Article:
Enrichment of histone marks among transposon families. Giggle [38] was used to score enrichment (red) or depletion (blue) of transposon families overlapping the repressive histone modification H3K9me3 (top) and active histone modification H3K27ac (bottom). (A) Long Interspersed Nuclear Element (LINE) families. (B) Endogenous Retrovirus (ERV) families. (C) Short Interspersed Nuclear Element (SINE) families. (D) DNA transposon families. Supplemental Figure 2. Overlap of repressive and active histone marks at LINEs in naïve B cells. Heatmaps and metaplots of individual LINE-1s (A) and LINE-2s (B) that overlap repressive H3K9me3 signal only (navy), active marks H3K4me1 or H3K27ac (yellow), both H3K9me3 and active marks (cyan), or which overlap none of these three histone marks (green). Supplemental Figure 3. Gene function enrichment near epigenetically marked LINE-1s in naïve B cells. GREAT [85, 86] was used to assess gene ontology of likely target genes near LINE-1s marked by repressive H3K9me3 only (A), bivalent LINE-1s (B), and LINE-1s with only the enhancer-associated marks (C). The top 20 terms are shown, and their p values are plotted. Both enhancer-like and bivalent LINE-1s, but not repressed LINE-1s were enriched near genes involved in immune cell functions in these naïve B cells. Supplemental Figure 4. The IFNAR1 gene locus. (A) The IFNAR1.L1M2a element (light blue) lies within the first intron of the IFNAR1 gene, and includes a predicted distal enhancer [43, 65] (B) Evolutionary conservation of the IFNAR1.L1M2a element [42]. (C) Transcription factor binding peaks at the predicted enhancer [44]. (D) ChIP-seq data from primary human monocytes and macrophages [28] shows that not all immune cell types exhibit bivalent epigenetics at this locus. (E) Liu et al collected ChIP-seq data in their study [14] which shows that H3K9me3 overlap with the L1M2a element is dependent on the function of the HUSH complex, including the MORC2 and TASOR proteins. Supplemental Figure 5. Sequencing validation of CRISPR knockout of IFNAR1.L1M2a.enh. Four clonal lymphoblastoid cell lines (L3.A4, L3.E4, MN6.G11, and MN8.C12) were isolated with homozygous CRISPR knockout of IFNAR1.L1M2a.enh. The knockout regions were validated by sanger sequencing, and the alleles are displayed here, with the deleted regions marked with dotted lines. Supplemental Figure 6. Chromatin profiling of the IFNAR1.L1M2a locus upon IFNβ signaling. CUT&Tag [47] was used to collect ChIP-seq of active H3K27ac (top) and repressive H3K9me3 (bottom) in wild type (light red) and knockout (dark red) lymphoblastoid cells in untreated conditions and upon treatment with IFNβ for 4 hours. Supplemental Figure 7. Quantification of IFNAR1 expression by RT-qPCR. RT-qPCR was used in parallel with RNA-Seq to assess changes in the transcription of IFNAR1 upon IFNAR1.L1M2a.enh knockout. Significantly lower expression of IFNAR1 was observed in knockout cells (purple) compared with wildtype (gray) at all timepoints, using a student’s t-test. * indicates p<0.05. ** indicates p<0.01. *** indicates p<0.001. Supplemental Figure 8. RNA-Seq and transcript assembly at the IFNAR1 locus. (A) Transcript assembly using Stringtie [84] shows no differential splicing between wildtype and knockout cells at the IFNAR1 gene. (B) Buildup of RNA-Seq reads across the IFNAR1 gene in wildtype (light blue) and knockout (dark blue) cells from representative datasets (wildtype clone 2D3 and knockout clone L3.A4). Supplemental Figure 9. Transcriptional Response of wildtype and knockout cells to IFNɣ. Quantitative PCR measuring expression, normalized to CTCF, of IFNAR1 (A) and representative IFN stimulated gene IFITM1 (B), in wildtype compared with IFNAR1.L1M2a.enh knockout cells, under untreated and IFNɣ treated conditions. Two clonal cell lines of each genotype were used, each in duplicate. There was no significant difference between wildtype and knockout cells under the same treatment conditions. Supplemental Figure 10. Immunofluorescence of IFITM1. Immunofluorescence was used to approximate quantify IFITM1 protein abundance at the single cell level. (A) Representative images of IFITM1 labeling in wildtype and IFNAR1.L1M2a.enh knockout cells, under untreated and IFNβ-treated conditions. Scale bar is 25 microns. (B) Quantification of IFITM1 staining intensity per cell. Both wildtype and knockout cells show induction of IFITM1, though in knockout cells the induction appears less robust, in agreement with RNA-seq data (Fig. 5).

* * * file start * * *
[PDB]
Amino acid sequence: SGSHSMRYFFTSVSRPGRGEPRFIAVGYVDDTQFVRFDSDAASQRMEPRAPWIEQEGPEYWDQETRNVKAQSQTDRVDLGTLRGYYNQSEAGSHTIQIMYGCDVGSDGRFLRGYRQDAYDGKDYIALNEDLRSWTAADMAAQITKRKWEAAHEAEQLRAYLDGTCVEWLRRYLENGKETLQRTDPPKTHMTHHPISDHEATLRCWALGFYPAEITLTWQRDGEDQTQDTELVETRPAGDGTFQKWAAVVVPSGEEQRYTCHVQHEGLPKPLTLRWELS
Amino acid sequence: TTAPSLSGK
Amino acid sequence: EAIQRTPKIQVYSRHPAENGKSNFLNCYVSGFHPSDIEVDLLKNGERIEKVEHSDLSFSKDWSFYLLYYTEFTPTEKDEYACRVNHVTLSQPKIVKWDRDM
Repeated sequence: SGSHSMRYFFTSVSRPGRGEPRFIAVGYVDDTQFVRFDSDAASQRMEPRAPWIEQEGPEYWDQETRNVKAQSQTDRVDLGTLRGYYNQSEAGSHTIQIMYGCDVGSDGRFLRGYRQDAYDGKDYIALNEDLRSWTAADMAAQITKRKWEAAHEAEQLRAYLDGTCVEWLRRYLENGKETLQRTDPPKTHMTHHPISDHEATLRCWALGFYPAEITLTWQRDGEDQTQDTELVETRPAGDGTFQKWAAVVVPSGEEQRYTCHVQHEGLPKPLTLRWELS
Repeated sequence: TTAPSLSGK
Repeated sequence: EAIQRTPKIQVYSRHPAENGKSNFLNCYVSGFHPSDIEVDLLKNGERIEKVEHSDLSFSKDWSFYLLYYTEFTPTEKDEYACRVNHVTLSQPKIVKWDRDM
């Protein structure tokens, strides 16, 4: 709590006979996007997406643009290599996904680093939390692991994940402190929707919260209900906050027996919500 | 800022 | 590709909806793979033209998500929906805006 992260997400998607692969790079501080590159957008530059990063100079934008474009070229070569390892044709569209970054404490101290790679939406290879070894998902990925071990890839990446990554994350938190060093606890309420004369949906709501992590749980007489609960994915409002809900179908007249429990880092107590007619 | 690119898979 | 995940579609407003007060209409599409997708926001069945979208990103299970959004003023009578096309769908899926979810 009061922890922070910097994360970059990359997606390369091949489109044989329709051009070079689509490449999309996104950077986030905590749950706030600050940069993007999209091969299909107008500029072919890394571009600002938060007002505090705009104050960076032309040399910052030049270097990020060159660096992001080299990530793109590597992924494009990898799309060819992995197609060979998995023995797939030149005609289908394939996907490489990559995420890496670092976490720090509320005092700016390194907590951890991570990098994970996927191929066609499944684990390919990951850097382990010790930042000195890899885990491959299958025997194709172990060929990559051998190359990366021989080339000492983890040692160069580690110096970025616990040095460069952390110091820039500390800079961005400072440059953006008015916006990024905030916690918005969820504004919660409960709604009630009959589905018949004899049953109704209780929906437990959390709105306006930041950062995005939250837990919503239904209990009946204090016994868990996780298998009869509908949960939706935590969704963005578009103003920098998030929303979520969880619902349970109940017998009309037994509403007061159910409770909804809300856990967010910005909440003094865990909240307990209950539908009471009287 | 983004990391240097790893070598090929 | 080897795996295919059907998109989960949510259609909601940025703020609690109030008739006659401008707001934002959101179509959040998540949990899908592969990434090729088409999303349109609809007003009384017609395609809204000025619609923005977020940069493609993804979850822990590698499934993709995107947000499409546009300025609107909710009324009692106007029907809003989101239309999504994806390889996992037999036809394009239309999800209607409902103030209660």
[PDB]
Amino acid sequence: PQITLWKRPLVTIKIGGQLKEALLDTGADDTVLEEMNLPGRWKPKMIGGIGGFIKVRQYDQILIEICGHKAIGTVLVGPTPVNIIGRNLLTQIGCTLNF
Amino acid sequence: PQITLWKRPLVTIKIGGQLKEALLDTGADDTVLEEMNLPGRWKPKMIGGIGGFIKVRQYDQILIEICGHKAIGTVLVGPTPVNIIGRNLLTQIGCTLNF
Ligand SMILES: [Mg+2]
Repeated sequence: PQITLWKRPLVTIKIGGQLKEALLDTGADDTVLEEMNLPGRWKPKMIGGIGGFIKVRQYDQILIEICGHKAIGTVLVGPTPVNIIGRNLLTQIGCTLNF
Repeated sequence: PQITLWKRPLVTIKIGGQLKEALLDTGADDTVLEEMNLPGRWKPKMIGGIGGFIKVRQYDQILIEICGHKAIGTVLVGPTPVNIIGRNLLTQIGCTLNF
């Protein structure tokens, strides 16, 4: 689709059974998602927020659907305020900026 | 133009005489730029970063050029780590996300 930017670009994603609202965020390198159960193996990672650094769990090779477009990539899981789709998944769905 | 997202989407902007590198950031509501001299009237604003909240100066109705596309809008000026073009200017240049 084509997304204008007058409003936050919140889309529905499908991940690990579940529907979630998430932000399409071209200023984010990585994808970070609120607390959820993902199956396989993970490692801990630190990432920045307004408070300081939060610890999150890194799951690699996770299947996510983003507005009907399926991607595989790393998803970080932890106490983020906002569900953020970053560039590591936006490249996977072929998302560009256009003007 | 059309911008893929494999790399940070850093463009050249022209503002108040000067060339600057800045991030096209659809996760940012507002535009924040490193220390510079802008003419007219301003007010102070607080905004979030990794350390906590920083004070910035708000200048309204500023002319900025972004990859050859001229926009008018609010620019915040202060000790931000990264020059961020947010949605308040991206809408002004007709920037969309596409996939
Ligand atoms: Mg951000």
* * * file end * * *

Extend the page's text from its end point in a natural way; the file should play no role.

Additional file 2: Supplemental Table 1.